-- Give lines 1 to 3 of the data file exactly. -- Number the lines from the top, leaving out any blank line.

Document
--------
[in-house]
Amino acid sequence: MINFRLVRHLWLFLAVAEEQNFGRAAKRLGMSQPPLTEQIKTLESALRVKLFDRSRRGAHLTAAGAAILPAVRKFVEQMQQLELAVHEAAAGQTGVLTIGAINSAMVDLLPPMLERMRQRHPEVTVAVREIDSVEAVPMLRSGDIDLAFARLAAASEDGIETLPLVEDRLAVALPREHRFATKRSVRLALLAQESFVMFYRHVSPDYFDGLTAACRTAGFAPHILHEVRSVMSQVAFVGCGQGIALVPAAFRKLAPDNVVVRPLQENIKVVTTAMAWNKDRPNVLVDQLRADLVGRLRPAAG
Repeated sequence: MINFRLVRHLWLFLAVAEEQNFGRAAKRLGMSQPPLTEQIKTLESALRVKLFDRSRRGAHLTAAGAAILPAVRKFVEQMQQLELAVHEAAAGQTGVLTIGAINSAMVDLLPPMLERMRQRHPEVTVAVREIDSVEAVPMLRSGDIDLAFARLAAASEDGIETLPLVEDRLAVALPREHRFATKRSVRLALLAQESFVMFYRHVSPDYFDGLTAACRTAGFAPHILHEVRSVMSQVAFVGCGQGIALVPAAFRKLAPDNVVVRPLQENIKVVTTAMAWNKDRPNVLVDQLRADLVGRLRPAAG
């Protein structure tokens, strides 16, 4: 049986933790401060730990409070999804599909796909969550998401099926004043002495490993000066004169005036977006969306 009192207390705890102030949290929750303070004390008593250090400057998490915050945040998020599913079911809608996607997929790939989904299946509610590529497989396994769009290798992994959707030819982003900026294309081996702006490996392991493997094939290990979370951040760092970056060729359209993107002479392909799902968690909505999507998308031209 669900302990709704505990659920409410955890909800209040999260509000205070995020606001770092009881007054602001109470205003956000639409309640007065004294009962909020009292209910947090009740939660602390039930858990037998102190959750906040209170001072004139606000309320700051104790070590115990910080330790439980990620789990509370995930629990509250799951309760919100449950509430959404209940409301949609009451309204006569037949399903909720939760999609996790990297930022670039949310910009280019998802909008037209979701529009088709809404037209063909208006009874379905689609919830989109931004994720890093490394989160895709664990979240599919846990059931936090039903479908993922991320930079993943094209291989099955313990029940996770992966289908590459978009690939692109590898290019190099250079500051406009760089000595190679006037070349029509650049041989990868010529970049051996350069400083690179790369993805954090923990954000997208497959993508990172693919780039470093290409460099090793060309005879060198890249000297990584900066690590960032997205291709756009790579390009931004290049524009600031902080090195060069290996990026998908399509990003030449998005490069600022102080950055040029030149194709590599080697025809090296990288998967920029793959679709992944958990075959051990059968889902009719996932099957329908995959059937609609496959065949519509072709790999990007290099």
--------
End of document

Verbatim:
[in-house]
Amino acid sequence: MINFRLVRHLWLFLAVAEEQNFGRAAKRLGMSQPPLTEQIKTLESALRVKLFDRSRRGAHLTAAGAAILPAVRKFVEQMQQLELAVHEAAAGQTGVLTIGAINSAMVDLLPPMLERMRQRHPEVTVAVREIDSVEAVPMLRSGDIDLAFARLAAASEDGIETLPLVEDRLAVALPREHRFATKRSVRLALLAQESFVMFYRHVSPDYFDGLTAACRTAGFAPHILHEVRSVMSQVAFVGCGQGIALVPAAFRKLAPDNVVVRPLQENIKVVTTAMAWNKDRPNVLVDQLRADLVGRLRPAAG
Repeated sequence: MINFRLVRHLWLFLAVAEEQNFGRAAKRLGMSQPPLTEQIKTLESALRVKLFDRSRRGAHLTAAGAAILPAVRKFVEQMQQLELAVHEAAAGQTGVLTIGAINSAMVDLLPPMLERMRQRHPEVTVAVREIDSVEAVPMLRSGDIDLAFARLAAASEDGIETLPLVEDRLAVALPREHRFATKRSVRLALLAQESFVMFYRHVSPDYFDGLTAACRTAGFAPHILHEVRSVMSQVAFVGCGQGIALVPAAFRKLAPDNVVVRPLQENIKVVTTAMAWNKDRPNVLVDQLRADLVGRLRPAAG